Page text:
Physical therapy (PT) is a branch of medicine that helps patients regain strength and function after an injury or surgery. For women with urinary incontinence or UI, physical therapy can play an important role in improving their quality of life.
Urinary incontinence is a common problem. The Mayo Clinic states that one in four women suffer from urinary incontinence, but that number jumps to 75 percent after age 65. Unfortunately, most women do not discuss urinary incontinence with their doctors, assuming nothing can be done.
However, physical therapy can help improve bladder control by strengthening the muscles that support the bladder. The National Institutes of Health report that urinary incontinence is a "worldwide problem" but that research results "strongly support" the benefits of interventions like physical therapy.
Exercises for Urinary Incontinence
There are a variety of PT exercises that can help improve UI symptoms. The most important factor is to work with a PT who can tailor an exercise program to your specific needs. There are several common physical therapy exercises for urinary incontinence, including:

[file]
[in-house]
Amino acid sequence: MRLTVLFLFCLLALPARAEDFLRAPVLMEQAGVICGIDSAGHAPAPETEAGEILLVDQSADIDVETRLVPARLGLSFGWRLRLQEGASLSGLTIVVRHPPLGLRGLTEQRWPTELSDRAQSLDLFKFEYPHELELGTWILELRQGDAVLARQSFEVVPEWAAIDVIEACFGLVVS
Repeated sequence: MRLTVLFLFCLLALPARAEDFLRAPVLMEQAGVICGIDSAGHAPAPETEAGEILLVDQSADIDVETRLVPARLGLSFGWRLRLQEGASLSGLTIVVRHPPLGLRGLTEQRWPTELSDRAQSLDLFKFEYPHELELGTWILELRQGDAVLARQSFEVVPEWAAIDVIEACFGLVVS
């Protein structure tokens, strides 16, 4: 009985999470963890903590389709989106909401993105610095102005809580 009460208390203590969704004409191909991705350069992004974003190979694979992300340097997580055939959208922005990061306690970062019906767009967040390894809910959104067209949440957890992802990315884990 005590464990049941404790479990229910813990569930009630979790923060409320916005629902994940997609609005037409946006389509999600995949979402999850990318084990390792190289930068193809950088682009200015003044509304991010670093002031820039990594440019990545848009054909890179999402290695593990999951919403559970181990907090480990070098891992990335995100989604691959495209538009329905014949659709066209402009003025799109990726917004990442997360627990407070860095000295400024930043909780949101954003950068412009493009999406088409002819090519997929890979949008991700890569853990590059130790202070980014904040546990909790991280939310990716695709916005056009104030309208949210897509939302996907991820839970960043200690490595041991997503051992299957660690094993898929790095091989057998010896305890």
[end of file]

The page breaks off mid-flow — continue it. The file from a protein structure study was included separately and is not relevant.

Kegels are often recommended as the first line of defense against UI. Kegel exercises involve contracting and relaxing the pelvic floor muscles. These muscles support the bladder and contribute to urine control. Kegels can be done anywhere, at any time, and don't require any special equipment.
Pelvic tilts help to strengthen the abdominal and pelvic floor muscles. A pelvic tilt is performed by lying on your back with your knees bent and feet flat on the ground. The pelvis is then tilted so that your back flattens against the ground.
The bridge pose is a yoga exercise that helps to strengthen the pelvic floor muscles and requires the person to raise their hips off the ground while keeping their shoulders and head on the ground.
This form of physical therapy for urinary incontinence involves placing electrodes on the skin to stimulate the pelvic floor muscles. Electrical stimulation can be done in a PT office or at home with a portable device.
Biofeedback is a type of physical therapy for UI that uses sensors to help you become aware of your pelvic floor muscle activity. This awareness can help you learn to control the muscles and improve UI symptoms.
Available evidence suggests that physical therapy can be an effective treatment for urinary incontinence in women. If you're struggling with UI symptoms, talk to your doctor or a PT — such as Dr. Carr Integrative Physical Therapy — about whether PT might be right for you.Share
3 October 2022
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